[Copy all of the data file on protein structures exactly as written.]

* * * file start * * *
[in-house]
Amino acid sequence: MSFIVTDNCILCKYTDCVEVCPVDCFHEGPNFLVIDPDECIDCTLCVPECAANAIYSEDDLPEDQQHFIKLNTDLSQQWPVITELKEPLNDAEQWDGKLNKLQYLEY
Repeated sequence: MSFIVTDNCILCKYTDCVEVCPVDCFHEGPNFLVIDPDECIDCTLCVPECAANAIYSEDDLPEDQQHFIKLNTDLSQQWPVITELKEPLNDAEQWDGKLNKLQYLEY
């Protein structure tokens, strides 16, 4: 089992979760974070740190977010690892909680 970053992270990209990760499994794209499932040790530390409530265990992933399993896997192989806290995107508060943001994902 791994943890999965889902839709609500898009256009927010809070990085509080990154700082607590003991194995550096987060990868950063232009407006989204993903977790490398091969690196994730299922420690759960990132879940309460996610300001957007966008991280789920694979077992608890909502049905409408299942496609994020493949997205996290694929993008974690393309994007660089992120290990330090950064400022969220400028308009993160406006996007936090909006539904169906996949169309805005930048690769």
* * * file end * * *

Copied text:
[in-house]
Amino acid sequence: MSFIVTDNCILCKYTDCVEVCPVDCFHEGPNFLVIDPDECIDCTLCVPECAANAIYSEDDLPEDQQHFIKLNTDLSQQWPVITELKEPLNDAEQWDGKLNKLQYLEY
Repeated sequence: MSFIVTDNCILCKYTDCVEVCPVDCFHEGPNFLVIDPDECIDCTLCVPECAANAIYSEDDLPEDQQHFIKLNTDLSQQWPVITELKEPLNDAEQWDGKLNKLQYLEY
């Protein structure tokens, strides 16, 4: 089992979760974070740190977010690892909680 970053992270990209990760499994794209499932040790530390409530265990992933399993896997192989806290995107508060943001994902 791994943890999965889902839709609500898009256009927010809070990085509080990154700082607590003991194995550096987060990868950063232009407006989204993903977790490398091969690196994730299922420690759960990132879940309460996610300001957007966008991280789920694979077992608890909502049905409408299942496609994020493949997205996290694929993008974690393309994007660089992120290990330090950064400022969220400028308009993160406006996007936090909006539904169906996949169309805005930048690769």